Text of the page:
More than a million Americans are locked in jails and prisons — a human tragedy. Many committed grave offenses. Some have experienced racial disparities at the hands of courts and police. They may have endured deep emotional wounds as children; a high number of inmates were abused. Many are caught up in addiction from opioids to alcohol. People living with mental illness, especially those who are poor, are far likelier to land in jail than in a hospital.
“When prisoners are able to release some of the hurt from their childhood, from their lives, they become themselves.”
— Robin Casarjian,
author of ‘Houses of Healing’
Then, when prisoners are freed — as more than 9 in 10 eventually are, they often are harshly stigmatized. Nationwide, nearly half of those paroled end up back in jail. The pattern of recidivism inflicts enduring harm on the safety and wholeness of society and on these individuals.
Our audio documentary examines ways to interrupt this destructive cycle. We focus on the truly visionary work of Robin Casarjian, a counselor and educator based in the Boston area. Her long efforts as Executive Director of the Lionheart Foundation, established in 1992, have left an imprint on more than 100,000 inmates, youth at risk, pregnant and parenting teens, and other underserved populations. The central goal is helping people in distress to recover from trauma and to acquire capacities of deep empathy for others — based in greater self-awareness and coming to terms with reality. As you’ll hear, this can be a life-changing journey.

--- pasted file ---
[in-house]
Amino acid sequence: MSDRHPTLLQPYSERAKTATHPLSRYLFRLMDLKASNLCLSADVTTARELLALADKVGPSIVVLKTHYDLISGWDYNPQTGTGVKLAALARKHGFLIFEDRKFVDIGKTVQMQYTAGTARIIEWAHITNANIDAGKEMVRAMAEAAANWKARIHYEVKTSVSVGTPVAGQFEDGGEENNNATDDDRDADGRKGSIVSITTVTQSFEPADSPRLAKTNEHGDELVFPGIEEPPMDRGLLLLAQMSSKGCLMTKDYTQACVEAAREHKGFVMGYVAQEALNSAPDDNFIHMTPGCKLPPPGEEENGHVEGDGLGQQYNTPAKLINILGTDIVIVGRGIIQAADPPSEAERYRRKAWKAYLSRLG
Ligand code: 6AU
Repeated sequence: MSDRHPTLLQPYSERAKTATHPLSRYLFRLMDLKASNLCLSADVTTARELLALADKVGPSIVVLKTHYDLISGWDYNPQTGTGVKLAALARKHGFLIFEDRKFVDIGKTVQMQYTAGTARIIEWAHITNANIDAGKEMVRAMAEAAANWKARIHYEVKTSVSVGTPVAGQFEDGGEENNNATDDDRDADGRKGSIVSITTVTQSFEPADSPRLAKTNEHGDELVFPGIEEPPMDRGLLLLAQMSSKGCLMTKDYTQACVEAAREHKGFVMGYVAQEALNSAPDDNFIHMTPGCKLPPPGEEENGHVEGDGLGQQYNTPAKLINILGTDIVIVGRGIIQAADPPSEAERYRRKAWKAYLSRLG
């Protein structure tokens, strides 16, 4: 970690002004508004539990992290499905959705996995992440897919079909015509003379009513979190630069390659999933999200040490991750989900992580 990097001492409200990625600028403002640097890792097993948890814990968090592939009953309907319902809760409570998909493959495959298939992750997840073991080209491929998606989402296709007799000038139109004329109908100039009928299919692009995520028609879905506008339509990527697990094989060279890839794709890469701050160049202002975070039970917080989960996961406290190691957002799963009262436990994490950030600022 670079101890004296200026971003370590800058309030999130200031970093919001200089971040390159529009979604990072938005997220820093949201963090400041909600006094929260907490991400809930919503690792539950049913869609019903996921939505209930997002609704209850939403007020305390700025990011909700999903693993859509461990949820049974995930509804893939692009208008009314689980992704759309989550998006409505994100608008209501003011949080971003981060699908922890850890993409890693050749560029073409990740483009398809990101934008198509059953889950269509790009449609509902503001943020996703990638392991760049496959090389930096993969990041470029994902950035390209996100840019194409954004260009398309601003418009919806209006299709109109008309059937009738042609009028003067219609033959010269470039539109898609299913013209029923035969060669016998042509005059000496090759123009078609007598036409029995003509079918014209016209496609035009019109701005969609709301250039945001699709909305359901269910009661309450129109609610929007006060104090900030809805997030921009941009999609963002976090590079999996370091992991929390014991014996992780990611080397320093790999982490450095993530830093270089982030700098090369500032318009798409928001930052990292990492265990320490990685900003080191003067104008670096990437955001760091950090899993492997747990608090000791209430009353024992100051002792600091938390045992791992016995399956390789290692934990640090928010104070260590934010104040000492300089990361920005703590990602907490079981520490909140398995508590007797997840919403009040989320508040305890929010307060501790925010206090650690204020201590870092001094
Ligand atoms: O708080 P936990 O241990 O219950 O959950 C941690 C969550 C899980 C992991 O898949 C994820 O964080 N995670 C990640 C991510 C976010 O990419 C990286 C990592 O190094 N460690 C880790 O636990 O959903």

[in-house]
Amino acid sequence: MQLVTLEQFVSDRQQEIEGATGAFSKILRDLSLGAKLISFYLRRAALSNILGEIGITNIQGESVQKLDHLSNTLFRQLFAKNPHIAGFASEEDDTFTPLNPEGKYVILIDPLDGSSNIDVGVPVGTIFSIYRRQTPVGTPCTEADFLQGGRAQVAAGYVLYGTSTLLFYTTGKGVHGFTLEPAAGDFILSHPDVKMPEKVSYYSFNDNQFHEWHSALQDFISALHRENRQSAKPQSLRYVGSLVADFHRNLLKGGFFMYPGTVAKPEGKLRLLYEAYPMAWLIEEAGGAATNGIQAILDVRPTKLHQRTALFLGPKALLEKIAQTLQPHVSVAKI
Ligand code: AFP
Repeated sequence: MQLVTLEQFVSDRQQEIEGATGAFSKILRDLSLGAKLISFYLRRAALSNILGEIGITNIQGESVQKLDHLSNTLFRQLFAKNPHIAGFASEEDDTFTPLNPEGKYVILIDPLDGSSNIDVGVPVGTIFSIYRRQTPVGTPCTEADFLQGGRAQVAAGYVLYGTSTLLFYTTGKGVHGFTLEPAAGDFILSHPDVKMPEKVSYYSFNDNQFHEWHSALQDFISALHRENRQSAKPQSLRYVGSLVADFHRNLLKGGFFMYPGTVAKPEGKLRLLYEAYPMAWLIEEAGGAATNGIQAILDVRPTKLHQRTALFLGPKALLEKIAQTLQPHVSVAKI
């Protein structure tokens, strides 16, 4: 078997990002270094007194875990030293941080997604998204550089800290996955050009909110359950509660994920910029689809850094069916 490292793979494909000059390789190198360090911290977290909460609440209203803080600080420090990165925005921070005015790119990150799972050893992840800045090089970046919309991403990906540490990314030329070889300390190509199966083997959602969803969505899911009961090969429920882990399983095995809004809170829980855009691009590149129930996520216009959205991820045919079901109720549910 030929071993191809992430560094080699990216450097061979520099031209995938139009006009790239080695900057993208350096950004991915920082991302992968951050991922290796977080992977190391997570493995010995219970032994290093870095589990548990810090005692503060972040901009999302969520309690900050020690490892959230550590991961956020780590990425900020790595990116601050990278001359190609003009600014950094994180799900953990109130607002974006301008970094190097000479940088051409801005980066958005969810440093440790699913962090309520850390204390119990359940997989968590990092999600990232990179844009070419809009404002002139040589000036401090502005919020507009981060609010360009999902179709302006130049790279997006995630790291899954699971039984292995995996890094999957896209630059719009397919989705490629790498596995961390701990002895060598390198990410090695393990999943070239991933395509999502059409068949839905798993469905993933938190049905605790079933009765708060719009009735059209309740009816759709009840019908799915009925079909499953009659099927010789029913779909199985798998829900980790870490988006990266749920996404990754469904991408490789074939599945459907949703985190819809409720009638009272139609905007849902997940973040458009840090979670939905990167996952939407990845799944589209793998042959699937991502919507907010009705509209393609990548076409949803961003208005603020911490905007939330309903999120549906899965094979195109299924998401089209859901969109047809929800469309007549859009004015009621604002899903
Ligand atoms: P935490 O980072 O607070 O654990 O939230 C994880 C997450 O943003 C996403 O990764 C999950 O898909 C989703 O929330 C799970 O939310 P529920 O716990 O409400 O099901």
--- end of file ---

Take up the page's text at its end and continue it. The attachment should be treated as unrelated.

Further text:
Robin is the author of Houses of Healing: A Prisoner’s Guide to Inner Power and Freedom. It provides a self-study curriculum intended to impart new coping mechanisms to people who are emotionally dis-regulated, as is often the case for those who’ve gotten into serious trouble. These materials have reached incarcerated people in all 50 states and have been adopted system wide for justice-involved youth by the states of California, Oregon, Texas, Virginia and New York.
“Life was giving me an opportunity to have an intimacy with my humanity, which I had lost by committing a crime.”
— Alvin Kimbrough, former prisoner in California
You’ll also listen to three former prisoners — some who’ve spent years in solitary confinement. They’ve all now been released, in one case when a sentence of life without the possibility of parole was revised in part due to “exceptional conduct”. They have experienced profound transformation through Houses of Healing and a related project called Self-Awareness and Recovery. Their stories are deeply moving and offer a tribute to resilience of the human spirit.